- G-List: top green buildings.
- Survey names stars of sustainability.
- Green roofs may provide long-term savings.
- Magic boxes: all-in-one systems for efficient homes.
- Vintage buildings worth preserving.
- What's wrong with green building.
- Modular is greener.
Alan Stulberg, a vintage motorcycle builder and mechanic, has been thinking about this project for nearly six years. Deciding to take the plunge, he drew a rough sketch one day and five months later, here’s the Studio Pod. Stulberg built the container studio in his backyard in Austin, Texas, and it’s now being used as a creative artist space.
Earlier we took a look at GE Wattstation and the Coulomb CT500, but there’s another player, ECOtality, that’s looking to stake a claim in this area. The company just unveiled their sexy new electric vehicle charging station, Blink, which will be available in two models, one a wall-mount for the home and the other a stand-alone unit for commercial use.
This newly certified Cradle to Cradle product, Glass2, is an elegant material that can be used as a countertop, vanity, wall cladding, flooring, or almost anything else you can think of. The product is made with 99% recycled glass and no resin and can be worked on by stone and glass fabricators. Glass2 is sold through dealerships dotting the nation, available in thickness anywhere from 16 to 35 mm, and made in 12 colors ranging from Glacier White to Azurite.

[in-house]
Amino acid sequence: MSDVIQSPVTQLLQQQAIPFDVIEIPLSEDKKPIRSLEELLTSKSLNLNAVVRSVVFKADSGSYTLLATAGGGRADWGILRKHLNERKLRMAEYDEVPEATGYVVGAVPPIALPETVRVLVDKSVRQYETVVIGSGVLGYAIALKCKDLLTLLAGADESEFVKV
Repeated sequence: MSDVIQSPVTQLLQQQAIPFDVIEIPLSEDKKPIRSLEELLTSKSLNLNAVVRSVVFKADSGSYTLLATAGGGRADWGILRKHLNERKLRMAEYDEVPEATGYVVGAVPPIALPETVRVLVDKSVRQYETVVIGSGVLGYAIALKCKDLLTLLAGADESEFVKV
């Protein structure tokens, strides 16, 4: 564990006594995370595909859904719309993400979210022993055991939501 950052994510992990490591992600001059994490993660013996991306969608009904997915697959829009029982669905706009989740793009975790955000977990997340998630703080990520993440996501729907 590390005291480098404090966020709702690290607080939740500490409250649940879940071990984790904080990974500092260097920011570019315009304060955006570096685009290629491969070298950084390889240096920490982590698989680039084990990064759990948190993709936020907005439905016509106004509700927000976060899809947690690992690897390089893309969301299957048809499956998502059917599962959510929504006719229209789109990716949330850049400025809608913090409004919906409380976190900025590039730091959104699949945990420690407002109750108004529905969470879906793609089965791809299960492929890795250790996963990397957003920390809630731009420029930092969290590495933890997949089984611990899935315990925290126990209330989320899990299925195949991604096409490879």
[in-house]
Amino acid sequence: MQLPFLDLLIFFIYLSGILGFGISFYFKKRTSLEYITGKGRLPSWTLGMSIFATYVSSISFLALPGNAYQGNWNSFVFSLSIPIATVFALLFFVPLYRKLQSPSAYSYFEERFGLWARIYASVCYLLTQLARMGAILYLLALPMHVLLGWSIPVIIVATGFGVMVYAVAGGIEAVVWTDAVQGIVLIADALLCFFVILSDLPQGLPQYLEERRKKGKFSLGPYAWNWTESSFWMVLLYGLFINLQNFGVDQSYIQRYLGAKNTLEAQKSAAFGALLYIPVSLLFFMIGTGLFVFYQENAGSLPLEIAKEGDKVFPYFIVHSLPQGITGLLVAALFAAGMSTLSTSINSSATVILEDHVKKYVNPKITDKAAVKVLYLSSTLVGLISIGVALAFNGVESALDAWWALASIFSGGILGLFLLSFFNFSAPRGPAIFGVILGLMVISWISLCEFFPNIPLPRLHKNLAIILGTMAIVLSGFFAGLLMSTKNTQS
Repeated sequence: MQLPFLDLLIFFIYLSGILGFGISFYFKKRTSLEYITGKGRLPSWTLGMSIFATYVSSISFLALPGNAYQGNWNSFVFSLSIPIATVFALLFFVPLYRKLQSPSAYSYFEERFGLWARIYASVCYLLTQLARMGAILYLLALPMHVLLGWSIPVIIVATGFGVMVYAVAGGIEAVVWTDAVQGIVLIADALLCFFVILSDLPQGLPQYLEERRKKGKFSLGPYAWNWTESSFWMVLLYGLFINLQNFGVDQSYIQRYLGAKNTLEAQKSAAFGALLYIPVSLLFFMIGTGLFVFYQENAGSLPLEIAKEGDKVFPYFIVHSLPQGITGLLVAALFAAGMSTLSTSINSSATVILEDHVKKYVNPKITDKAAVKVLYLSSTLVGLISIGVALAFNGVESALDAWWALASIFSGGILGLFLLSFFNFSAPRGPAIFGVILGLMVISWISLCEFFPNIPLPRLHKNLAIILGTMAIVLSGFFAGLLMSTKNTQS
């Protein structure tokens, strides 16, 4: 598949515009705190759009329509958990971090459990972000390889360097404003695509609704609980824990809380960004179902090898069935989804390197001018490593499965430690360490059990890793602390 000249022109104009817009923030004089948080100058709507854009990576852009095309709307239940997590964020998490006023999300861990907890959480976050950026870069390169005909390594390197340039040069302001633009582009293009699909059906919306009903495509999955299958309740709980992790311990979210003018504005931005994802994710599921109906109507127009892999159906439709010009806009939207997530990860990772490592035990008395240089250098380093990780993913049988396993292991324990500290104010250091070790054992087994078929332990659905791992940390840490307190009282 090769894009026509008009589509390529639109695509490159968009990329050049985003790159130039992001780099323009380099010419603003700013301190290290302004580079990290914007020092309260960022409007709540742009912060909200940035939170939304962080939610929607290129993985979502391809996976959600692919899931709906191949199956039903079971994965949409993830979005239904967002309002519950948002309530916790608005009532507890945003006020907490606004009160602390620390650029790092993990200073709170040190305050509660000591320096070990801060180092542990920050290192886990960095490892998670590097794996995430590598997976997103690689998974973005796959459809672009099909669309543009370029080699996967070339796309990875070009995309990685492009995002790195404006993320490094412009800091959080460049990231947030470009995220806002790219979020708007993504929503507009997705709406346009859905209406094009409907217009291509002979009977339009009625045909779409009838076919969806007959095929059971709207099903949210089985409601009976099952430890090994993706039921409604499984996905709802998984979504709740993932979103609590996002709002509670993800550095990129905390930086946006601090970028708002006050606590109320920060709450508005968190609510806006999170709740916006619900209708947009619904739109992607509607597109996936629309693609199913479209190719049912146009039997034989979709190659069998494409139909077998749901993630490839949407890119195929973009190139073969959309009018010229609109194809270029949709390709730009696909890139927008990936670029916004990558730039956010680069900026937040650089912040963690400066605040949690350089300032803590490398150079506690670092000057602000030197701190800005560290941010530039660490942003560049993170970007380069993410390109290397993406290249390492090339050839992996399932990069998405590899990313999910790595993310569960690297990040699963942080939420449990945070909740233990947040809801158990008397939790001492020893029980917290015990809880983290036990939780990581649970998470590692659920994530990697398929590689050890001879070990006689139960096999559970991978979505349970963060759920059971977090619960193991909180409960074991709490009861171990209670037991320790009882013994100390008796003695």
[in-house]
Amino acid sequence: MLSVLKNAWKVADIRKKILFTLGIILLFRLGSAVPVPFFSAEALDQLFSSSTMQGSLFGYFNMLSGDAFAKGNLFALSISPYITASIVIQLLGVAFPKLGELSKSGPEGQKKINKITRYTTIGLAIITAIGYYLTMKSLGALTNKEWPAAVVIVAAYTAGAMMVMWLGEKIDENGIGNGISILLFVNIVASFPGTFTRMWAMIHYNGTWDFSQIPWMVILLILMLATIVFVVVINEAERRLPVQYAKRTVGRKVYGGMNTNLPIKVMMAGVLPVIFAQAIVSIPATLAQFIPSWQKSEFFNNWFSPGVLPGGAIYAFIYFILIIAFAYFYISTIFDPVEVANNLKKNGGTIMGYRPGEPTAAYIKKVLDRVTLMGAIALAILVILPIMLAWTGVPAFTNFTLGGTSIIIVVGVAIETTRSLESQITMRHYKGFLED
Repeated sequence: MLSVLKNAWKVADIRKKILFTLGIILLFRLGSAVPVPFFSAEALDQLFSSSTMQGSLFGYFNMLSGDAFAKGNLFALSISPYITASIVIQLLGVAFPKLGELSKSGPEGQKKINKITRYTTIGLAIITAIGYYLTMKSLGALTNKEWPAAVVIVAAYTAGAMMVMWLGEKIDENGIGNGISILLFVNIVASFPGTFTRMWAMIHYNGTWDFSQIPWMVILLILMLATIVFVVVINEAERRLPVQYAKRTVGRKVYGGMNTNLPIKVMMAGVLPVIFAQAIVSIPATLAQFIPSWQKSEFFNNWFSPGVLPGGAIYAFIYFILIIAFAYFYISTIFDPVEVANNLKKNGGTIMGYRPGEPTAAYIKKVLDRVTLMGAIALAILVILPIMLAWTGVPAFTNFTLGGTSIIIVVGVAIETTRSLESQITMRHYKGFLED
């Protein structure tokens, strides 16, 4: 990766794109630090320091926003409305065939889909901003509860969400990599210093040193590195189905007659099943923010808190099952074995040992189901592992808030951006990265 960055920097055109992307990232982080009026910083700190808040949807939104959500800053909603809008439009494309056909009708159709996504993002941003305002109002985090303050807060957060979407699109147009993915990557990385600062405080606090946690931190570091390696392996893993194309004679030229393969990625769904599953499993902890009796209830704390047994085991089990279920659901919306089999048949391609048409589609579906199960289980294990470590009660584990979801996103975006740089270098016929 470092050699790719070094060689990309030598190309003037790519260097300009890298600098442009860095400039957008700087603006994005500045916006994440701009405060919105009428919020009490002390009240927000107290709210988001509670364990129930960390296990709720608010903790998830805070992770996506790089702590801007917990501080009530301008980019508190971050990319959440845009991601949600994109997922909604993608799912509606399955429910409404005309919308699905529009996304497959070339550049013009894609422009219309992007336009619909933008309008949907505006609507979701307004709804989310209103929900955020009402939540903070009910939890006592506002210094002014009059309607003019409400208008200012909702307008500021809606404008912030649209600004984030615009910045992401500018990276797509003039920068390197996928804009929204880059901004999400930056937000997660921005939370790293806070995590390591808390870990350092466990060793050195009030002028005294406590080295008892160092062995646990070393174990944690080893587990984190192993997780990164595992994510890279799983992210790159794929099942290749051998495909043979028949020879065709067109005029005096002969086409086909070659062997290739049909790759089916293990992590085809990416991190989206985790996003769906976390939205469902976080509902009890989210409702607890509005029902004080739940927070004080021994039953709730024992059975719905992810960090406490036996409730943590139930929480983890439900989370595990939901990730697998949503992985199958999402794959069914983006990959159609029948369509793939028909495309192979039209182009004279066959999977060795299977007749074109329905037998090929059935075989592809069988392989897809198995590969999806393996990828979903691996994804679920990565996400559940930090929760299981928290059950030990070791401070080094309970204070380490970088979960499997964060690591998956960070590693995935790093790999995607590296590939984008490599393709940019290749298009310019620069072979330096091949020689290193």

This contemporary home just hit the market about a week ago and comes with Earth Advantage Gold certification and a 2.4 kW photovoltaic system expected to save the future owner about 30% on utilities. With three bedrooms, two and a half bathrooms, and 1,836 square feet, the speculative home at 5110 NE 17th Street also has bamboo flooring, tankless water heating, and energy-efficient appliances for $419,000, illustrating the fact that in progressive cities like Portland, stylish green homes are becoming the standard.
I thought the ECObitat concept from Felipe Campolina was worth a look. ECObitat, a modular system capable of being applied to emergency or relief housing, features drop-down telescopic legs and a steel skeleton covered in OSB, thermoacoustic insulation, and greenery. Water and solar power is collected on the roof, while an Energy Ball captures on-site green energy. The set up is spartan but interesting nonetheless.